2

I am not so sure which one is the correct spelling. When we try to say a square/cube of a prime, we should call it a "prime-squared/cubed" or a "prime-square/cube" number?

It sounds to me that "prime-squared/cubed" is the right choice as we are squaring/cubing the number. But I found both versions in different webpages, so I get confused. Are they both acceptable or it was a typo?

closed as off-topic by Hot Licks, Jason Bassford, Cascabel, jimm101, Edwin Ashworth May 18 at 18:45

This question appears to be off-topic. The users who voted to close gave this specific reason:

If this question can be reworded to fit the rules in the help center, please edit the question.

  • This question belongs on another site in the Stack Exchange network: MathsSE. – Edwin Ashworth May 18 at 18:45
0

In the expression "a prime-square", the hyphenated word is a noun, whereas in "a prime-squared number" the hyphenated word is an adjective. Both are correct in the context they're being used for.

Thus it would be correct to say:

A prime-square is also called a prime-squared number and refers to a prime number that has been squared. Similarly, a prime that has been cubed is a prime-cube.

However, the above is an example of correct grammar rather than preferred usage. The terms themselves don't seem to be very common: Google Ngram Viewer returned a null result for each of the hyphenated forms. A broader search through Google Books shows mixed results, but it seems that the unhyphenated expressions are also used: this book uses both prime squared and a prime squared number.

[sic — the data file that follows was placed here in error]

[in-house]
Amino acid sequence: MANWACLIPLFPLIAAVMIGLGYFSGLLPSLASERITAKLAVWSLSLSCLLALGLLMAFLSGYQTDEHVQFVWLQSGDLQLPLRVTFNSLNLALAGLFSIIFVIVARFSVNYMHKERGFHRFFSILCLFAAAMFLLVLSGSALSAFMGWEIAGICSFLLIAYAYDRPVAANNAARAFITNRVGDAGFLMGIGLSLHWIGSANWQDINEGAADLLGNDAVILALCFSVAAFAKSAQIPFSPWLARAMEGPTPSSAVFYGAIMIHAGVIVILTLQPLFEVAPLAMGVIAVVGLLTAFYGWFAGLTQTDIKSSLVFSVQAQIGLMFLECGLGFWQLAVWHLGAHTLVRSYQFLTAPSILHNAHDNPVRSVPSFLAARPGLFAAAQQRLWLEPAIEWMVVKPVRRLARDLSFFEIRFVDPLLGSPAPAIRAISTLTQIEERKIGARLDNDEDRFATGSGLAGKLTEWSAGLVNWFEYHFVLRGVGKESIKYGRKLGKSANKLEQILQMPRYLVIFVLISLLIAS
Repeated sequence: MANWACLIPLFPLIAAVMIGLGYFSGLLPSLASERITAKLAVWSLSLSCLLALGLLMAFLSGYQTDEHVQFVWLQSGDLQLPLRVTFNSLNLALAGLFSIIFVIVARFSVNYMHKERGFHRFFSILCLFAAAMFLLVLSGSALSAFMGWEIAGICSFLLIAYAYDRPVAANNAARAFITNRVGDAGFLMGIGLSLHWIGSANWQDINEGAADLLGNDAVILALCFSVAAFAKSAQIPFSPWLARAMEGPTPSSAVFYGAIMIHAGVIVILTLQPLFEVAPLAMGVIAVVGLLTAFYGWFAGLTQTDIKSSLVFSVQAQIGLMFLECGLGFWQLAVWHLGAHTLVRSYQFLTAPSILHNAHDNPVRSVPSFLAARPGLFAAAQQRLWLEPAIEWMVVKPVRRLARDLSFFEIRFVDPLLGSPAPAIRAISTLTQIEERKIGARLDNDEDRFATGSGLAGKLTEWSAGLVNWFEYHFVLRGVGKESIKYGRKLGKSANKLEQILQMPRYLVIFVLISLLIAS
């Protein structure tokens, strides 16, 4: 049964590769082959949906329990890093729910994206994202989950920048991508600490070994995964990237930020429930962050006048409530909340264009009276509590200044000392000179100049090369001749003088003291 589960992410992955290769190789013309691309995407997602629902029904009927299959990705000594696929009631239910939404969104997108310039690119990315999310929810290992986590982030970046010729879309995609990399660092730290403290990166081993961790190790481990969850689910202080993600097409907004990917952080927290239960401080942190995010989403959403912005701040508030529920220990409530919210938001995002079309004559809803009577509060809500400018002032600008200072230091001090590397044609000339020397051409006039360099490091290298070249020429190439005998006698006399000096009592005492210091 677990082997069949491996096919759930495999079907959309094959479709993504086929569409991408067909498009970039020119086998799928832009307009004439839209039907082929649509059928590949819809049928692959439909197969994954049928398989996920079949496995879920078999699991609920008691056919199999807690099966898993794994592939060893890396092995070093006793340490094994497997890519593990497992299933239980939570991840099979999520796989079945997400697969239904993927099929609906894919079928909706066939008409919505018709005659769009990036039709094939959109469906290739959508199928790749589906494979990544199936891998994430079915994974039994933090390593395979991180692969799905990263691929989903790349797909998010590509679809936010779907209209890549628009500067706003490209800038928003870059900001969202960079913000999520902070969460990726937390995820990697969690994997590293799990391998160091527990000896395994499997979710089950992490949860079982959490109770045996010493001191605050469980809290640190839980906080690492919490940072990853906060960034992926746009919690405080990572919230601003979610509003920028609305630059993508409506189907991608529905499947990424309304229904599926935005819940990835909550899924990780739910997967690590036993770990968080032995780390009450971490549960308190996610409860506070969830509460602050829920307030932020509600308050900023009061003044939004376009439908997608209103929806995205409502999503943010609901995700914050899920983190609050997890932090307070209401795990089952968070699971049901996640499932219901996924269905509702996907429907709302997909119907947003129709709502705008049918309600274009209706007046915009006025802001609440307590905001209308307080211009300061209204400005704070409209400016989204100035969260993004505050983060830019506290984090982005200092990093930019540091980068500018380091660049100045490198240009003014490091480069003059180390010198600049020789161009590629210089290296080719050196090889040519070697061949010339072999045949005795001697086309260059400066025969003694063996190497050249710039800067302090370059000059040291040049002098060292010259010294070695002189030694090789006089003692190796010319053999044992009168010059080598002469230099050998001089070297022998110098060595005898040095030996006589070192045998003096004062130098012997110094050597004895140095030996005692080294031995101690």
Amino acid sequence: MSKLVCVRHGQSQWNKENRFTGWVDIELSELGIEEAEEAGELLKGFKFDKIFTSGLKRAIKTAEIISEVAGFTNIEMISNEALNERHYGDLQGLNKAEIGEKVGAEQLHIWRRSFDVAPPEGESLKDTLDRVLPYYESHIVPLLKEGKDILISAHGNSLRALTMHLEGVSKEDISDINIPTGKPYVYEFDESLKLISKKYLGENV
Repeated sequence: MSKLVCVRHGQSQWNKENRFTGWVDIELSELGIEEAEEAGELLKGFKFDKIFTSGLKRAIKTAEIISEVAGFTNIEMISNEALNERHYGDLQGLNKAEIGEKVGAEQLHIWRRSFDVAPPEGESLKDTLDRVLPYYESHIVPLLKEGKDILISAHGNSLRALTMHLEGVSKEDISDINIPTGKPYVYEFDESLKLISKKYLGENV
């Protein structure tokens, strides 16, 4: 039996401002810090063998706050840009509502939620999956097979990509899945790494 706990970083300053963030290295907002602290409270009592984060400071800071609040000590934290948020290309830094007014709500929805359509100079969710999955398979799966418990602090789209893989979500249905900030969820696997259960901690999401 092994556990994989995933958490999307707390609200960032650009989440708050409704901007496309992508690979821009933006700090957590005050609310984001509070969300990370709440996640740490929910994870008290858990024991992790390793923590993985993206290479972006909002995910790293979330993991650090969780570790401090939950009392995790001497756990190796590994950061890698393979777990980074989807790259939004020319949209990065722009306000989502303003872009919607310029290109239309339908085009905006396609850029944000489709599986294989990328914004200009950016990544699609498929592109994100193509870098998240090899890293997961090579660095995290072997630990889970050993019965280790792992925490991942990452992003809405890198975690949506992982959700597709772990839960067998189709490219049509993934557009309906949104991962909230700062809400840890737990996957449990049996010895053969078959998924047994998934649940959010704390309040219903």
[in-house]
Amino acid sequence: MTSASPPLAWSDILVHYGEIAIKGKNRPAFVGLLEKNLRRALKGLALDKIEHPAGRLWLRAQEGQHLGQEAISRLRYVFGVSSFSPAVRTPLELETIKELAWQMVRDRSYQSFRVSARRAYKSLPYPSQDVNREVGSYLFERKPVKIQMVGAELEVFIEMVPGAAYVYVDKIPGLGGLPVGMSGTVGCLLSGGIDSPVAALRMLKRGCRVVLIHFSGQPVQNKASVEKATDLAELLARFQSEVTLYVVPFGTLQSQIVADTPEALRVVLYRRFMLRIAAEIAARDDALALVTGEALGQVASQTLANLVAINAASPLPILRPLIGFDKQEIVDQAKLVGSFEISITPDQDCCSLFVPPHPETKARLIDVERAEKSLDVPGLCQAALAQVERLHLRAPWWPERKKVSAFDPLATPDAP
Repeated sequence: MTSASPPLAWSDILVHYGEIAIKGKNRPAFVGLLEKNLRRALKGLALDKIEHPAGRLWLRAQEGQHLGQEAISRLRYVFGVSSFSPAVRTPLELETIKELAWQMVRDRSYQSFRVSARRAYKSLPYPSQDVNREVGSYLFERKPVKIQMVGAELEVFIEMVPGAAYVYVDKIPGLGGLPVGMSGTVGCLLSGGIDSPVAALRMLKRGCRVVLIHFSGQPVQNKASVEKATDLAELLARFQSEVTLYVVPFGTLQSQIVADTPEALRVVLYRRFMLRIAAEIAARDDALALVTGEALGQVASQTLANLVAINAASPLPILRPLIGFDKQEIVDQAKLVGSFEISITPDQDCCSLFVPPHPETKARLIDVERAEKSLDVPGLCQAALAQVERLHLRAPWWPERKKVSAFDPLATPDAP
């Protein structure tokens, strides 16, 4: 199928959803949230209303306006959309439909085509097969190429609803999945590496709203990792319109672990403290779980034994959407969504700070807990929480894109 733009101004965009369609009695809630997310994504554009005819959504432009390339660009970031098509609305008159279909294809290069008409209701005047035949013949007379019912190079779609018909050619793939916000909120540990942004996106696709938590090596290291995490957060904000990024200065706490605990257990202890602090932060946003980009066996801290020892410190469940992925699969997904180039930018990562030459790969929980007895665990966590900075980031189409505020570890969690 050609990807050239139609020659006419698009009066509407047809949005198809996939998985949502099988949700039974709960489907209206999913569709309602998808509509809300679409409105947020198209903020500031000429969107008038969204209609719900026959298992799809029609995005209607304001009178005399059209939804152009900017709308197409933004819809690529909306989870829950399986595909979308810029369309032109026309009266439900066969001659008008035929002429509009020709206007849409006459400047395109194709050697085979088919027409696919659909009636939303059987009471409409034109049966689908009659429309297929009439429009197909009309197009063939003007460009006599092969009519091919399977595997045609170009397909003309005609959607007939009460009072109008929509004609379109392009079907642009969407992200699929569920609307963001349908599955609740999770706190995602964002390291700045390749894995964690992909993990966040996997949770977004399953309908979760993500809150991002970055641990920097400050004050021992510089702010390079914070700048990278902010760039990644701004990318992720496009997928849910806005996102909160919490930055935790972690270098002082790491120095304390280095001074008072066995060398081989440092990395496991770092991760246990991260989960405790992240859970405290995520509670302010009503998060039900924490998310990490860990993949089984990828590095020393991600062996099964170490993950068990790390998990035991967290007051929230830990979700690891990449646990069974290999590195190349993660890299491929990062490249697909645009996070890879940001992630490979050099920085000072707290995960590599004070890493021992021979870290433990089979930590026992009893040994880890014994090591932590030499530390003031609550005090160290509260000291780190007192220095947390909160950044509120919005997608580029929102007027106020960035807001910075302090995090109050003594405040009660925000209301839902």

0

The most common expression is neither of these but the square of a prime. See Google Ngrams.

In fact, the Google Ngram overestimates the use of prime square for this concept because most of the hits use prime square for something else.

0

In the noun "prime-squared", the word "prime" acts as a noun (it is shorthand for "prime number"). It would be my preferred choice by far, referring to a "prime number that has been squared". I would argue that the second formulation is actually wrong and should be avoided! Indeed, as a "prime" is a noun referring to a "prime-number", a "prime-square" seems, in this context, to refer to a "prime-square number", i.e. a number which is both a prime and a square (which obviously cannot exist).

-1

In fact, such terms are commonly used in mathematical society. And that is why I am asking this question. I just searched through MathSciNet (you might have no access) and it seems that native English speakers all used "prime-squared" and other people use both. (See a screenshot as follows) So I guess "prime-squared" should be more appropriate?enter image description here

Not the answer you're looking for? Browse other questions tagged or ask your own question.